If you’re intrigued by this book, I point you to the video trailer and an interview with Eowyn Ivey below.
An open discussion and book signing will follow the actors’ readings.
April 8th 7 p.m. at Portland Stage Co., Forest Avenue, Portland.
On Sunday, March 10th, the Peaks Island community of authors, readers, and unabashed bibliophiles will gather to raise funds to benefit their beloved, award-winning independent bookstore, Longfellow Books. As most people know, “Nemo, the Blizzard of 2013″ delivered a destructive blow to the Longfellow Square-based bookstore, requiring it to close temporarily and undergo considerable repairs from damage incurred by severe flooding. Approximately half of the stock was damaged, and insurance will only partially cover the losses – you’re not surprised, I know.
Well, islanders aren’t afraid of rising waters and they’re prone to band together to make important things happen. Author Eleanor Morse is organizing a reading and silent auction to benefit Longfellow Books. Here is how you can get involved.
Love from the Rock
Brackett Memorial United Church
Sunday March 10th, 2:00 p.m.
- 2.00: Children’s book (ages 8 and up) readings begin–including authors Jamie Hogan, Scott Nash and Annie O’Brien;
- 2.30: Silent auction browsing and bidding.
- 2.45: Adult fiction reading from authors Nicole d’Entremont, James Hayman, and Eleanor Morse
- Coffee, tea, amazing baked goods, books for sale.
Longfellow Books is one of the last remaining indie bookstores in the Portland area. It’s
more than a store–it’s a place for people to gather, to browse, to attend readings and
events, to be a thinking and feeling human being. WANT TO KNOW WHAT YOU CAN DO?
Donations of services for the silent auction (help-your-neighbor/brighten March). For instance:
- a drawing lesson
- magician tricks for children’s birthday party
- juggling lessons
- dump run
- clean the refrigerator
- shoot pictures for an hour
- walk the dog/feed the cat
- interior design color consultation
- birthday cake/pie
- teach dance moves
What else?–let your mind roam free! Please email Rhonda Berg at firstname.lastname@example.org or Eleanor Morse at email@example.com to set up your donation.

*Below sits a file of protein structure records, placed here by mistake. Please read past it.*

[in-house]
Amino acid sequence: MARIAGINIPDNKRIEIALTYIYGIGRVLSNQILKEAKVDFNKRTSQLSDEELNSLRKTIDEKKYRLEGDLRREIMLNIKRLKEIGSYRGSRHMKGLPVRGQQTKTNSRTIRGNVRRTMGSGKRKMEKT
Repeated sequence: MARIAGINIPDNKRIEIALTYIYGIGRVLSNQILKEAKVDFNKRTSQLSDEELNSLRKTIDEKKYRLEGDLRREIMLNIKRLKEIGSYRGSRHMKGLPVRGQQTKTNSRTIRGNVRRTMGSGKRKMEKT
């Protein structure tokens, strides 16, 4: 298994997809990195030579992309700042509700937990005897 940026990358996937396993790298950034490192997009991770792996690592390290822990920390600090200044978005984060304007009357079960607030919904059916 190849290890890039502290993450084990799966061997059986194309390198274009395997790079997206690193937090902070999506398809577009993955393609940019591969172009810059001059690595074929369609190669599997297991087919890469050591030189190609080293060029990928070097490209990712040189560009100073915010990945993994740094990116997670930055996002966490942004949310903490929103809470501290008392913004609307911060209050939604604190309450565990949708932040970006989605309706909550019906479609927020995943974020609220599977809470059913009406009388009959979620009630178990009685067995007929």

Donations of baked goods for the afternoon of March 10th. Coffee will be provided, and juice for kids. If you can bring a plate of goodies, please bring it to the Fellowship Hall of the Brackett Church by 1.45 on March 10th.
Previously, I have written about Eleanor Morse and her award-winning novel, The Unexpected Forest. Since that time, Eleanor has written her third novel, White Dog Fell from the Sky, whose publication by Viking she celebrates next Friday, January 11th.
Advance Praise for White Dog Fell From the Sky from Publishers Weekly “Pick of the Week” calls it “Brutal and beautiful . . . Morse’s unflinching portrayals of extremes of loyalty and cruelty make for an especially memorable novel.”
Portland’s beloved Indie bookstore, Longfellow Books, will host a wonderful evening of Zambabwean music, beginning at 6:30 p.m., followed by Eleanor reading from her book at 7 p.m.
Interested in learning more about Eleanor and her newest novel, White Dog Fell from the Sky? Read my interview with Eleanor here.
November 12, 2012 at 9:47 pm · Filed under Authors and tagged: books, Catherynne Valente, fiction, Maine, Peaks Island, Scott Nash, The Girl Who Fell Beneath Fairyland and Led the Revels There, The High Skies Adventures of Blue Jay the Pirate
A little over a month ago, I crowed that two island authors launched books in the same week – Scott Nash with his High Skies Adventures of Blue Jay the Pirate and Catherynne Valente with her The Girl Who Fell Beneath Fairyland and Led the Revels There. Now, to my amazement (and yet, why should I be surprised?), both of them have soared to Amazon’s top 2012 Best Books of the Year list for Children’s Middle Grade readers.
With much love and awe, I applaud them both and invite you to do the same. I already have my copies, do you?